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United States v. Robinson

United States District Court, District of South Carolina, Orangeburg Division

January 16, 2015

United States of America,
v.
Joel Perrin Robinson,

ORDER AND OPINION

This matter is before the court on Defendant Joel Perrin Robinson’s (“Defendant”) Reply to Government’s Response to Defendant’s Motion for Discovery (ECF No. 92), alleging deficiencies in the Government’s discovery production. For the reasons set forth herein, the court thereby compels discovery production by the Government pursuant to the rules of production and local practice.

I. RELEVANT FACTUAL AND PROCEDURAL BACKGROUND

Defendant filed two Motions for Discovery, the first on October 21, 2014 (ECF No. 11), and the second on November 10, 2014 (ECF No. 39). Defendant requested several categories of discovery material, including all tangible evidence obtained in the investigation, forensic evidence and reports, witness statements, grand jury testimony of those who the Government intends to call as witnesses, the identity of any informants used in the investigation, and detailed information on all searches and seizures. (See ECF Nos. 11, 39.) The court granted the Motions via text order “subject to any objections by the Government.” (ECF No. 81.)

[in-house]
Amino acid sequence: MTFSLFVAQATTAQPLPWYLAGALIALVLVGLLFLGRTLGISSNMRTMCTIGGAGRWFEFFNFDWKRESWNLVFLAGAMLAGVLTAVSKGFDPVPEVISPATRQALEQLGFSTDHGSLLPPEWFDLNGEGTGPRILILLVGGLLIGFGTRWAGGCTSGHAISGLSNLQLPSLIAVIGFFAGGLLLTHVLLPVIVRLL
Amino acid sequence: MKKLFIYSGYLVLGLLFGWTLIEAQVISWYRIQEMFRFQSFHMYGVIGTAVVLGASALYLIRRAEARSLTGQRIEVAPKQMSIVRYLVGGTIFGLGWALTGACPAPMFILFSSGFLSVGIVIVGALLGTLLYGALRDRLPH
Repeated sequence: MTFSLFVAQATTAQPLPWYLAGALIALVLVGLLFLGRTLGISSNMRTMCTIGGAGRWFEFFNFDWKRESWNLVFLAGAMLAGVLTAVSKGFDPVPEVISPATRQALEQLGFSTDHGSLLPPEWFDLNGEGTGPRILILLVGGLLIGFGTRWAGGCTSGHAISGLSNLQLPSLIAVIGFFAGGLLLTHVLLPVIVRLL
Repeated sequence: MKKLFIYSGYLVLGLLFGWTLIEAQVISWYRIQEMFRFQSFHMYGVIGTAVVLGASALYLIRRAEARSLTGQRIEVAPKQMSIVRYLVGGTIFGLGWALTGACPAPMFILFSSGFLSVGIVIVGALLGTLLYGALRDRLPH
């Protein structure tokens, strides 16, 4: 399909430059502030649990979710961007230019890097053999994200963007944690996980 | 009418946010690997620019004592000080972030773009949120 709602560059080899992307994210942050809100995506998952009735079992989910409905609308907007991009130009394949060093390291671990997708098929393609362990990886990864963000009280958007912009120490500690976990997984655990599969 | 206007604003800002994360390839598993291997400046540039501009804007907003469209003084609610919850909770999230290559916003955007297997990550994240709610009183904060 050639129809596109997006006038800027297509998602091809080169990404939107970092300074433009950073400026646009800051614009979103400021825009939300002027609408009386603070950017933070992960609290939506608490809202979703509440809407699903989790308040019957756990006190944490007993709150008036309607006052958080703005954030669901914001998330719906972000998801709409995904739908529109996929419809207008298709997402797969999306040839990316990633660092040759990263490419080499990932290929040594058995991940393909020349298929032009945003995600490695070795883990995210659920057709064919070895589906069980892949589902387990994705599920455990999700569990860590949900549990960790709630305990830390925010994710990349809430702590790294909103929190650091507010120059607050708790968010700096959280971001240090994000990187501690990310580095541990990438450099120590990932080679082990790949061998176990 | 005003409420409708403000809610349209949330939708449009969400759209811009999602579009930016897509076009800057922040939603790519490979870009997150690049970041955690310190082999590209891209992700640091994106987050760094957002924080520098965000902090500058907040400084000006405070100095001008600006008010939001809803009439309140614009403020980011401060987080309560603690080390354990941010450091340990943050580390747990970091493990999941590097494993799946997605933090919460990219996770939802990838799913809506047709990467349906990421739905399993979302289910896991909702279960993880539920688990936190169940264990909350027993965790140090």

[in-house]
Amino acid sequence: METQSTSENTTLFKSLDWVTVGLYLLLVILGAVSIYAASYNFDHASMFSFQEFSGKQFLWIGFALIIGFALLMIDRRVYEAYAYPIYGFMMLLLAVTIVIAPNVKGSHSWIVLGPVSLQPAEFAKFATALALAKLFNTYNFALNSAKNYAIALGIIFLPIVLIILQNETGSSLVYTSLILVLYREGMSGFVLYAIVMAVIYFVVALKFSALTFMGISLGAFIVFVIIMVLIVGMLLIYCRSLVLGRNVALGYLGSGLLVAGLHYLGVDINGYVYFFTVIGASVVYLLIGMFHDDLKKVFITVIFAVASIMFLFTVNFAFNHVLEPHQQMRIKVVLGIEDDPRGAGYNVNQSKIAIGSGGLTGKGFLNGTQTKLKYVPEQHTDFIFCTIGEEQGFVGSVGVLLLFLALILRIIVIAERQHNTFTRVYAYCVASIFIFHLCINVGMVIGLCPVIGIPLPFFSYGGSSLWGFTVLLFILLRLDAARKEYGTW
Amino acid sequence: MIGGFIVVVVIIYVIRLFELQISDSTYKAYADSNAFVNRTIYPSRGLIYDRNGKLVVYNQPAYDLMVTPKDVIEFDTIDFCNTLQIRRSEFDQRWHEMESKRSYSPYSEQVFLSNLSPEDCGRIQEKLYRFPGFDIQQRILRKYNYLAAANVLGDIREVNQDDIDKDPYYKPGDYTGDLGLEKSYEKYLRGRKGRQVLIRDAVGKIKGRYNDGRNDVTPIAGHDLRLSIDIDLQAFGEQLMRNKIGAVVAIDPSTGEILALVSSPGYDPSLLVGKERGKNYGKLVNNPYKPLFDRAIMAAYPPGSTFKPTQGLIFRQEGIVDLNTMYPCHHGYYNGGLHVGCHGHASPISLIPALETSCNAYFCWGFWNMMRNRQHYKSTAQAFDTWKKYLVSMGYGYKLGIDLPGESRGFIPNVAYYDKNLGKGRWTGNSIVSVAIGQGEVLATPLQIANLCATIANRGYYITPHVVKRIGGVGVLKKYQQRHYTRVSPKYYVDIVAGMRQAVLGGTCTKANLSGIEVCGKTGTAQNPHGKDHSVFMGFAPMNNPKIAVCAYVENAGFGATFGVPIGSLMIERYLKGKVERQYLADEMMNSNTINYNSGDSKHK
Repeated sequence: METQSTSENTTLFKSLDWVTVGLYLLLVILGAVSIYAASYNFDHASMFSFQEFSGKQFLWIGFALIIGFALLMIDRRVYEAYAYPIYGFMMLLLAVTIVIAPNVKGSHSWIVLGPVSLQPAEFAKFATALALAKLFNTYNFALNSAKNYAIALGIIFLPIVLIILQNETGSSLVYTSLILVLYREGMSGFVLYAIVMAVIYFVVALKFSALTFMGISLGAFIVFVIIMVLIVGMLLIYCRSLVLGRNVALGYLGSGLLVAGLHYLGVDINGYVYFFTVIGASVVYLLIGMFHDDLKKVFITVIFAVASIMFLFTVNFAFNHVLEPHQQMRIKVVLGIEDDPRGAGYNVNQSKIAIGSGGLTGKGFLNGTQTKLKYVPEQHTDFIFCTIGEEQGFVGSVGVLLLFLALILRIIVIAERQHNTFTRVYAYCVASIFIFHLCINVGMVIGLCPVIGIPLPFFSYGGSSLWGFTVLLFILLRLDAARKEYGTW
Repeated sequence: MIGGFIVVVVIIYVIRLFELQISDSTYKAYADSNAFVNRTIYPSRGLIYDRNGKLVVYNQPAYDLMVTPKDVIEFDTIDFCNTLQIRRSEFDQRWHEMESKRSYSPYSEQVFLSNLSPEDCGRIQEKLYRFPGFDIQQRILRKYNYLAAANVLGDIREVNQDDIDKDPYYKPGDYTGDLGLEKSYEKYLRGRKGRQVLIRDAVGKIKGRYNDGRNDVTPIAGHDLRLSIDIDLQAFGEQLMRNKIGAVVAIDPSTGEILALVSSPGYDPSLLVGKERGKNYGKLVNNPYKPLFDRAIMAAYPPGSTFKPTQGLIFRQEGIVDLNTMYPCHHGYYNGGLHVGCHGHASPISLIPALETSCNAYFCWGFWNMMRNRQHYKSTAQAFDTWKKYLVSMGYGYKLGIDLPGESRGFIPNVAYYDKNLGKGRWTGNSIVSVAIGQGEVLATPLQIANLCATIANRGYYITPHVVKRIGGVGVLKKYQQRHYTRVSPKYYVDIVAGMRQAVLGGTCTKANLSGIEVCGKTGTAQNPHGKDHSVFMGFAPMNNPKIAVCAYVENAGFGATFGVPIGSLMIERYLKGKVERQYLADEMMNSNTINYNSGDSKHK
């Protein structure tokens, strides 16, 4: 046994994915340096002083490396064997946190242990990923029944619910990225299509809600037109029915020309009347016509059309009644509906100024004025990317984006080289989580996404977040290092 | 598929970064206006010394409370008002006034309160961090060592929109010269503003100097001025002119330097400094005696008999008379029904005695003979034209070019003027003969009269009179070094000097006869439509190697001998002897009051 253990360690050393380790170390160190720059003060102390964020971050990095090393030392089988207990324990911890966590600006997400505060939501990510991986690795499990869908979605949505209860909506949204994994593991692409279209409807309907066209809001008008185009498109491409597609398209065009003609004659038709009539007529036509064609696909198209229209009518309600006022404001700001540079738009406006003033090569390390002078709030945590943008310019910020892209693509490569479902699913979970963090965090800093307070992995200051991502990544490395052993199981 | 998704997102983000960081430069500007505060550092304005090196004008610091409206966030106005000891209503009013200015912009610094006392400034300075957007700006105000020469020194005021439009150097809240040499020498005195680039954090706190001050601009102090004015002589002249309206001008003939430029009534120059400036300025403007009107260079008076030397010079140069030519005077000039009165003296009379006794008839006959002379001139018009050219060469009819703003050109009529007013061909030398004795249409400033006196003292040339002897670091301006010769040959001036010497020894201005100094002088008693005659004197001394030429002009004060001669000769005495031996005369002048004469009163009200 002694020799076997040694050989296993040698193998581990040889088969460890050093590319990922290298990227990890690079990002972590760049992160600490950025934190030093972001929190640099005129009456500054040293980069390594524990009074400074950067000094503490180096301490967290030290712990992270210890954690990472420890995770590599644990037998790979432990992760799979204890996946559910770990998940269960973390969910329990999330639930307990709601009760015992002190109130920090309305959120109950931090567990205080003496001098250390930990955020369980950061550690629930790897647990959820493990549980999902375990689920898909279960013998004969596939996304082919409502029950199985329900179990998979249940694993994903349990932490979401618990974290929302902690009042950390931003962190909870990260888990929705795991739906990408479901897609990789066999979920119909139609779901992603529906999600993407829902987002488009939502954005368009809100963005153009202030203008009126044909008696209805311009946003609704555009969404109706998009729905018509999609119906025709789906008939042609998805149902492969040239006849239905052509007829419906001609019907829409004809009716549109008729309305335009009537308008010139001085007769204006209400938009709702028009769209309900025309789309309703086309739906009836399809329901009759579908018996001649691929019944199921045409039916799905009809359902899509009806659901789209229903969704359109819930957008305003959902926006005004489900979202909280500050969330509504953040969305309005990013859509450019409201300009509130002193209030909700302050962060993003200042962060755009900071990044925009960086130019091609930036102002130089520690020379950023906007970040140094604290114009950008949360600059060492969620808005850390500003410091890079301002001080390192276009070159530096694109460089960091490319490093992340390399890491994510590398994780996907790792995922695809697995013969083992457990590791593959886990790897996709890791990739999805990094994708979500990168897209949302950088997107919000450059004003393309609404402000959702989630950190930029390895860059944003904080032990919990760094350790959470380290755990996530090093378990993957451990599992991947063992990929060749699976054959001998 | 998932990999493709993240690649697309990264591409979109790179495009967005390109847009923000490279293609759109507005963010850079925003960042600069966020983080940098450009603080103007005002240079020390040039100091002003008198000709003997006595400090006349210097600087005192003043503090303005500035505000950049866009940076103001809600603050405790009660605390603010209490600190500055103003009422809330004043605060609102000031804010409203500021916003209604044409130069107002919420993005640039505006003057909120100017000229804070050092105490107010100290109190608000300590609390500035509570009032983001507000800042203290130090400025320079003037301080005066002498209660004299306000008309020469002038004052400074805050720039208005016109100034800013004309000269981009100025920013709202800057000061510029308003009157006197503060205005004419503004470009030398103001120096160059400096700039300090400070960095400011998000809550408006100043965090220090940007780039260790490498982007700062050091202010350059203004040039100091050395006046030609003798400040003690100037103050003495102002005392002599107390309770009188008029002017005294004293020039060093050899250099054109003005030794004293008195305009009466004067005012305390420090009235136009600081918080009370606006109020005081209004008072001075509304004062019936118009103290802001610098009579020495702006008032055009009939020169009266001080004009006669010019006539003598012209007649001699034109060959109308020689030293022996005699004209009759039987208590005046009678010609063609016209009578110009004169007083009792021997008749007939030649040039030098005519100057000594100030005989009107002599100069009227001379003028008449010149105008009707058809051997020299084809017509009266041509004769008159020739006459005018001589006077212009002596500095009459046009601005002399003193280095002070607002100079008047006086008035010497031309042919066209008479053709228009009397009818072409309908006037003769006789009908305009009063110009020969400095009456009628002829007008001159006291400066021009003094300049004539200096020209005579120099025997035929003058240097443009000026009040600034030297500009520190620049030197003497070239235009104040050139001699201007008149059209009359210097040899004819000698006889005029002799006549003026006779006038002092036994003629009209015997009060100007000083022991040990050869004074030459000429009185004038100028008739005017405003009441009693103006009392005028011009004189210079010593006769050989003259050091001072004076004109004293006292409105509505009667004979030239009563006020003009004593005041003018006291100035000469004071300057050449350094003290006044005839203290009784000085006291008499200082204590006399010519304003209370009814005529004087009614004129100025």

On December 31, 2014, the Government filed a Response and Objections to Defendant’s Motion for Discovery. (ECF No. 88.) In the Response, the Government asserted it had complied with a number of Defendant’s requests, but objected to several others as “overbroad, vague, and not required” under the Federal Rules of Criminal Procedure, the Jencks Act, Brady v. Maryland, 373 U.S. 83 (1963), or Giglio v. United States, 405 U.S. 150 (1972). (See Id.) Specifically, the Government objected to providing the names and contact information of all individuals who were interviewed or may be called at trial, noting, “[t]he Government has not yet solidified its witness list for trial, and in any event the information sought by the defendant is overbroad and not mandated by the Federal Rules of Criminal Procedure.” (Id. at 2.) The Government also noted it “is unaware of any ‘informants’ who might testify against the defendant, other than the cooperating witnesses already disclosed, ” and further “otherwise objects” to Defendant’s request for information regarding informants. (Id.) Additionally, the Government objected to providing grand jury materials “at this time, but will comply with the Jencks Act and produce any Grand Jury transcripts of testifying witnesses prior to trial.” (Id. at 4.)